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The Lions are losing another generational talent to early retirement.

Calvin Johnson, 30, told the team he plans to retire after nine spectacular seasons with Detroit in the NFL.

Johnson’s fans will remember him for making the incredible look ordinary, whether he was making a catch in triple-coverage or tapping his toes on the sideline to complete an impressive reception.

The Lions announced Johnson’s plans in a news release Tuesday morning, saying he filed his retirement papers with the NFL before the announcement. With regards to his contract, those “matters were settled to the satisfaction of the parties,” according to the team.

Johnson’s nine years were one fewer than Hall of Fame running back Barry Sanders played for the Lions before retiring in 1999. Like Sanders, Johnson is making the move quietly, as Johnson said in a statement that he will not hold a news conference.

“After much prayer, thought and discussion with loved ones, I have made the difficult decision to retire from the Lions and pro football. I have played my last game of football,” Johnson said in the statement. “Let me assure you that this was not an easy or hasty decision. As I stated, I, along with those closest to me, have put a lot of time, deliberation and prayer into this decision and I truly am at peace with it.

“I also want you to know that I have the utmost respect and admiration for the game of football. It has provided so much for me and my family and I will be forever grateful to the game.”

Johnson, who also thanked Lions fans and the Ford family, was one of the best mismatches in the NFL, and even though his career totals won’t measure up to the greatest receivers of all time, he’ll go down as one of the most uniquely talented players at the position.

“On behalf on my entire family I want to thank Calvin for being not only a great player for the Lions, but for also being the absolute best representative our team, franchise and community could ever ask for,” Lions owner Martha Firestone Ford said in a statement. “He was the epitome of dignity, class, humility and excellence. Calvin was exemplary on and off the field and will always be a part of our family and our team.”

At 6-foot-5 and about 235 pounds, Johnson was taller and bigger than just about anyone who tried to cover him. He ran a 4.35-second 40-yard dash at the NFL combine in 2007, so he was faster than most opponents, too.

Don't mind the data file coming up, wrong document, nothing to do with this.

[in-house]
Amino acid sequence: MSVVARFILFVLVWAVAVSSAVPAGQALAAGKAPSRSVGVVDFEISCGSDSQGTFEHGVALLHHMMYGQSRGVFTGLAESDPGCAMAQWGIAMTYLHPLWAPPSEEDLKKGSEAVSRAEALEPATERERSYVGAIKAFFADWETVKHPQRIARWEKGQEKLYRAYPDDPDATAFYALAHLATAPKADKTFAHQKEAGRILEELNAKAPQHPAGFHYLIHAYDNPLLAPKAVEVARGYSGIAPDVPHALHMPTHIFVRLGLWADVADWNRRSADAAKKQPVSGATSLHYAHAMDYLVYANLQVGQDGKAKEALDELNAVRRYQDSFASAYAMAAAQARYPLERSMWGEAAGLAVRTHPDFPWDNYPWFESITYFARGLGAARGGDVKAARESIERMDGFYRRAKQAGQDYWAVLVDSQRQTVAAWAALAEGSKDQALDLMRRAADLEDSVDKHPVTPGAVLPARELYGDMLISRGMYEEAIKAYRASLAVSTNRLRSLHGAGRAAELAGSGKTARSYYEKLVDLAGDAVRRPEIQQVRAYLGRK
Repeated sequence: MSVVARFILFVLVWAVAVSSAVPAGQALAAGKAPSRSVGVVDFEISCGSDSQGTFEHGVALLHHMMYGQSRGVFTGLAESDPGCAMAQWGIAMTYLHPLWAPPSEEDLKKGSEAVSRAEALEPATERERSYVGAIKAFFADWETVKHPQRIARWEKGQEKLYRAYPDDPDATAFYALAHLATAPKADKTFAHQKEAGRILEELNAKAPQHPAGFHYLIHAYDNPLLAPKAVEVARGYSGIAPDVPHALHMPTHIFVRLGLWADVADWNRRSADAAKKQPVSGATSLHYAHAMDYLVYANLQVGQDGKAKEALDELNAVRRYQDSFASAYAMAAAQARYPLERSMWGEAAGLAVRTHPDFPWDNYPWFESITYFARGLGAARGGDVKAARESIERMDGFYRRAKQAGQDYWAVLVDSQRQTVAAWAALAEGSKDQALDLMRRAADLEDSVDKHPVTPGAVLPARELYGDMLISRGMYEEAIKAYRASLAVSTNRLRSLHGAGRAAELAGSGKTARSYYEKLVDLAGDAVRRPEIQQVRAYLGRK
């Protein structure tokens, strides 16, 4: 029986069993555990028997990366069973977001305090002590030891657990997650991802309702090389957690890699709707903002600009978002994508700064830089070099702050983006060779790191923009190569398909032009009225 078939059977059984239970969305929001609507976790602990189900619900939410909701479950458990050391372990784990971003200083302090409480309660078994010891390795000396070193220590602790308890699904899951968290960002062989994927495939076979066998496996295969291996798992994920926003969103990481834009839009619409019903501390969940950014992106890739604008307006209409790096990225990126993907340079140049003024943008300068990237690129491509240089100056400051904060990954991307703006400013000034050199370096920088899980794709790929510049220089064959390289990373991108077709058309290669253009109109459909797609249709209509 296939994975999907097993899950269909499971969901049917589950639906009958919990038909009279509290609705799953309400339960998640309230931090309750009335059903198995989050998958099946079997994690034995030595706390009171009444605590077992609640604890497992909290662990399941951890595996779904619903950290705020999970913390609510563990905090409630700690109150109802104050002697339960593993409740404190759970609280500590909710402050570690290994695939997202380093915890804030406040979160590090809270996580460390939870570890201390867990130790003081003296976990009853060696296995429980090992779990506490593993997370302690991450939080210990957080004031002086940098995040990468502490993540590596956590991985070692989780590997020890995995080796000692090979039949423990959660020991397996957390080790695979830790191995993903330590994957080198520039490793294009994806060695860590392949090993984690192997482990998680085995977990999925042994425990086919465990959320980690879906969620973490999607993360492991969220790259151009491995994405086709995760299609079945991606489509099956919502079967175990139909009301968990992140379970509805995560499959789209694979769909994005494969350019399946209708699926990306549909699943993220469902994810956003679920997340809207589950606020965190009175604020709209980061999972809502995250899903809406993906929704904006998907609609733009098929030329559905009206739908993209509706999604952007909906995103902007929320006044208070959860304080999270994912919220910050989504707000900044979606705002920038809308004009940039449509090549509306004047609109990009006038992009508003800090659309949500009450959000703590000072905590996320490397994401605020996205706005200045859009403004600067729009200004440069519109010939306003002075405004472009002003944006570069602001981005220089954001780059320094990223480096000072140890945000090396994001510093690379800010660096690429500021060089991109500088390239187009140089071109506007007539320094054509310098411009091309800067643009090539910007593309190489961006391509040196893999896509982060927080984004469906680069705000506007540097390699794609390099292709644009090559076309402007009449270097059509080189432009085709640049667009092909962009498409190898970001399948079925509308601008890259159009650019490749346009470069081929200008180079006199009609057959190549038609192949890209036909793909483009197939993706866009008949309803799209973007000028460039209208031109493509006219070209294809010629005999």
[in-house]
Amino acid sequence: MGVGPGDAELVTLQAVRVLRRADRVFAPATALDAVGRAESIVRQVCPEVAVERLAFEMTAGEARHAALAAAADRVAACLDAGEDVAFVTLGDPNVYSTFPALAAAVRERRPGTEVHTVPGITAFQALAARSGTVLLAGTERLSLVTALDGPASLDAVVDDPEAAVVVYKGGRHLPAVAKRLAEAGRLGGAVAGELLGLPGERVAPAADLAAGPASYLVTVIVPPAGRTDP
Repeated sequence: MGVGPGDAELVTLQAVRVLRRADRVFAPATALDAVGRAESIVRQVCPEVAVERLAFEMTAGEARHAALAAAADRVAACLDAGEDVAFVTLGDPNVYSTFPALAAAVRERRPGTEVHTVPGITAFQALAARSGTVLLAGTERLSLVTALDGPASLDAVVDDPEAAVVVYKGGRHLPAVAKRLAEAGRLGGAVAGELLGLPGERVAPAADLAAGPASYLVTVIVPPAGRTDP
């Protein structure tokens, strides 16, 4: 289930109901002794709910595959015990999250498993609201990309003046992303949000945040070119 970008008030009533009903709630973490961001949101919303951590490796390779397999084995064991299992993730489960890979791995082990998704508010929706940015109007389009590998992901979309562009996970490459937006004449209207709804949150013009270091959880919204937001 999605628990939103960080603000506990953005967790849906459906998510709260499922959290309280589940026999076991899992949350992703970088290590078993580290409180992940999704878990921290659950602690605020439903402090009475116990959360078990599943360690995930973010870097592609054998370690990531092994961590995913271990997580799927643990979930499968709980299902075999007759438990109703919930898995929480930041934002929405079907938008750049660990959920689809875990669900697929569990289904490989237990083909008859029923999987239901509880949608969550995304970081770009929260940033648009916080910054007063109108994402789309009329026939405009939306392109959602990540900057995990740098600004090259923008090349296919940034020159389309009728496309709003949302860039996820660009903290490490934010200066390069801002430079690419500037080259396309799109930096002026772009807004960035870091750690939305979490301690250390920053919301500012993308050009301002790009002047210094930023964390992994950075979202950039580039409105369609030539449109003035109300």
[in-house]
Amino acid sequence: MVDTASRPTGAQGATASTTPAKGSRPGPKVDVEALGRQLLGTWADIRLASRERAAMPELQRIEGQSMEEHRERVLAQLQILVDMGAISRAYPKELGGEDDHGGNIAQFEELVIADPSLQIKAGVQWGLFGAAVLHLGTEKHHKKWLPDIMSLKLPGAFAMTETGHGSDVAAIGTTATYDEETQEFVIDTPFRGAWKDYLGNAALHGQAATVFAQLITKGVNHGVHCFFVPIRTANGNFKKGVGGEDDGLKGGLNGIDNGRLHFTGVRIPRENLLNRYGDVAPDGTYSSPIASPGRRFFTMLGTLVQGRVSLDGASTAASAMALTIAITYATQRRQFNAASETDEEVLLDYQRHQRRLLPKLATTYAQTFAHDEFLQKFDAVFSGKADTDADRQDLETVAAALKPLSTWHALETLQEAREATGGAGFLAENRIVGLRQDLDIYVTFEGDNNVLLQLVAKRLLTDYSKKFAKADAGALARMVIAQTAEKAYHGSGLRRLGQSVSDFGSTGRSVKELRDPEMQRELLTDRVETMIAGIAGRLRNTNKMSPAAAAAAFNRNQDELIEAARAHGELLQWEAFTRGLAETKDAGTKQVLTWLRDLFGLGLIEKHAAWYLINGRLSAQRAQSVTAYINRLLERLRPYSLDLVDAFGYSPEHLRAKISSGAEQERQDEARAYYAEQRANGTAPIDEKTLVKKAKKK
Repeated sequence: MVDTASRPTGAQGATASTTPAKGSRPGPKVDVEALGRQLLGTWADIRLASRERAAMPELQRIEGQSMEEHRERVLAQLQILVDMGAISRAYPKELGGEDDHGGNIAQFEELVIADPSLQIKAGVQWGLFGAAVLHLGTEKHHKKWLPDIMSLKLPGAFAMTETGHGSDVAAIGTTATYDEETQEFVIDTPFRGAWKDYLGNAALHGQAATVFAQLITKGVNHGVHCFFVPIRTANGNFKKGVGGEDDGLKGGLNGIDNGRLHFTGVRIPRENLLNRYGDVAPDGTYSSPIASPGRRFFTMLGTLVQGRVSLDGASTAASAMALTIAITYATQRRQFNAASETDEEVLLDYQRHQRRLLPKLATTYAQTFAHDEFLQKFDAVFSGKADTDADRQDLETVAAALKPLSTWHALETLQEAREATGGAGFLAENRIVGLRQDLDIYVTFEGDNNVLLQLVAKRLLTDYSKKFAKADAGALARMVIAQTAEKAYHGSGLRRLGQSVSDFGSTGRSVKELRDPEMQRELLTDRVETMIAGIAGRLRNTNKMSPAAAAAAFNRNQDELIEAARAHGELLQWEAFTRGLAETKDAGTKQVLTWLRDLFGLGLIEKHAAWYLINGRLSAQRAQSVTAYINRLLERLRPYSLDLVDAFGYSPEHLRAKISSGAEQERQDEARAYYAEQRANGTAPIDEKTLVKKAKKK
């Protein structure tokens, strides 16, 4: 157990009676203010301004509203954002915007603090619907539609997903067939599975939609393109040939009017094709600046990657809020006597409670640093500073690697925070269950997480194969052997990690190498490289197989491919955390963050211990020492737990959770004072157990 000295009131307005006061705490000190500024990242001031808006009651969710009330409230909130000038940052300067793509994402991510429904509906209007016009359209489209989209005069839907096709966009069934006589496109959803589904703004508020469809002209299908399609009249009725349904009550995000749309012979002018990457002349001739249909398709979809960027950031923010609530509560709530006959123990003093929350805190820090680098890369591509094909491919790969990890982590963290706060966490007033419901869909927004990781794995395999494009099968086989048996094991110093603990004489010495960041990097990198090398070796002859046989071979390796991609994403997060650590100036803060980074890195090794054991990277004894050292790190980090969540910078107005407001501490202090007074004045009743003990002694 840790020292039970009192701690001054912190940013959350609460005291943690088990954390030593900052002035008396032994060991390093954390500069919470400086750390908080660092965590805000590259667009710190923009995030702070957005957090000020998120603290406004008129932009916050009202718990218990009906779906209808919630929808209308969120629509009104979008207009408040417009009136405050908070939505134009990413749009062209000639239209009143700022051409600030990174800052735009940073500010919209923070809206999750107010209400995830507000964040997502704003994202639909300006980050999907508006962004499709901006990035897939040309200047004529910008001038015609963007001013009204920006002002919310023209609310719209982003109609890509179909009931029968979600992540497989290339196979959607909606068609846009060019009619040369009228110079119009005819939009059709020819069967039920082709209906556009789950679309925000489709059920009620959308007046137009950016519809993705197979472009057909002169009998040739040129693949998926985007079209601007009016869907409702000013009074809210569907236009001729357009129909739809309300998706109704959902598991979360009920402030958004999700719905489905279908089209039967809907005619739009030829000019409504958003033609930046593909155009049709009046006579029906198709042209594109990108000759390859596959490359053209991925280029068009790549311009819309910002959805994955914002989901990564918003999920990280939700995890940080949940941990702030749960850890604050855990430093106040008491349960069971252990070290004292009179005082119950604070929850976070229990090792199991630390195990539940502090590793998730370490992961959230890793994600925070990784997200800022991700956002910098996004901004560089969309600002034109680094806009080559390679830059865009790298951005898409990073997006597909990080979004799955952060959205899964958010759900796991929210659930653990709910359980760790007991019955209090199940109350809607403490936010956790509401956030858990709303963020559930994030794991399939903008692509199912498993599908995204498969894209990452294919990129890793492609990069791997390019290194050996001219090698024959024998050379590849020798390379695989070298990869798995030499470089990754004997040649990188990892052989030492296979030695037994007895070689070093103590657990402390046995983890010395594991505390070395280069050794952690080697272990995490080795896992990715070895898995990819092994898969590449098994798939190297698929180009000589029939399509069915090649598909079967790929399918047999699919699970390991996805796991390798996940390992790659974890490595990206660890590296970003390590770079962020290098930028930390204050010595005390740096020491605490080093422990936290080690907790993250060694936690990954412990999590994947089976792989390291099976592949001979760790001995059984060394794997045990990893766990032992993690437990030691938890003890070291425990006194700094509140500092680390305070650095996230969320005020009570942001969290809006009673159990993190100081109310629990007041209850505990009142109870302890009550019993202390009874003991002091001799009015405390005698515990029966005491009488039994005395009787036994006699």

According to Johnson’s peers, many of whom consider themselves fans, he was one of the humblest superstars across any sport. He rarely celebrated his touchdowns besides the occasional spike or goal-post dunk, and despite being the best receiver in the NFL for a portion of his career, his teammates said he competed in practice like he was just trying to make the team.

Because Johnson was so good, the Lions made him the focal point of the offense, but the constant use led to several injuries. Over the past few seasons, Johnson dealt with knee, finger and ankle ailments, and long-term health concerns were a major factor in his decision. 

“He truly is one of the most remarkable people I’ve ever met and I have as much respect for him as anyone I know,” coach Jim Caldwell said. “Calvin’s character, integrity, selflessness and humility are unmatched. His exemplary work ethic and approach to the game of football made everyone around him better.”

New Lions general manager Bob Quinn said Lions fans should "appreciate what a remarkable talent we have had the privilege of watching.”

Quinn added: “A harsh reality of our business is that great players like Calvin Johnson do retire and we all understand that no one player could ever replace Calvin.”

Johnson was as respected as a uniquely talented player and competitor throughout the NFL.

“Hey man, I wish him the best,” cornerback Charles Tillman, who used to cover Johnson twice a year with the Bears, said at the Super Bowl. “Some of my greatest games were against him. He’s an awesome guy, and I wish him nothing but the best."

Like many people, Tillman thinks Johnson is a Hall of Famer.

“If I had a vote, I’m giving him a first-ballot vote,” he said.

During his nine years, Johnson eclipsed 1,000 yards seven times. In 2012, he finished with 1,964 yards, setting a new record for receiving yardage in a season. In 2013, he had 329 receiving yards in a game against the Dallas Cowboys, which is the second highest total in league history.

One of the few accomplishments Johnson didn’t complete was winning a playoff game as the Lions advanced to the postseason just twice during his career.

“My biggest regret is that I wasn’t able to help give our fans a championship,” Johnson said in the statement. “But I do believe the future of the Lions is bright and with the leadership from people like Rod Wood and Bob Quinn, who I have gotten to know over the past few months, I am confident that our fans will soon be rewarded with the championship you deserve.”

Despite the lack of team success, Johnson will go down as a once-in-a-lifetime player, and he was someone opponents looked forward to playing.

“The game is going to miss him, man,” Cardinals cornerback Patrick Peterson said last month. “I know I’m going to miss playing against him, and I wish him the best of luck.”

Peterson made a keepsake of one of the balls he intercepted while covering Johnson. When Peterson saw the Lions on the Cardinals’ schedule, he always got excited.

“Matt Stafford is definitely going to miss him because he could throw the ball blindfolded, and Calvin’s going to pretty much come down with it,” Peterson said.

jkatzenstein@detroitnews.com

twitter.com/jkatzenstein

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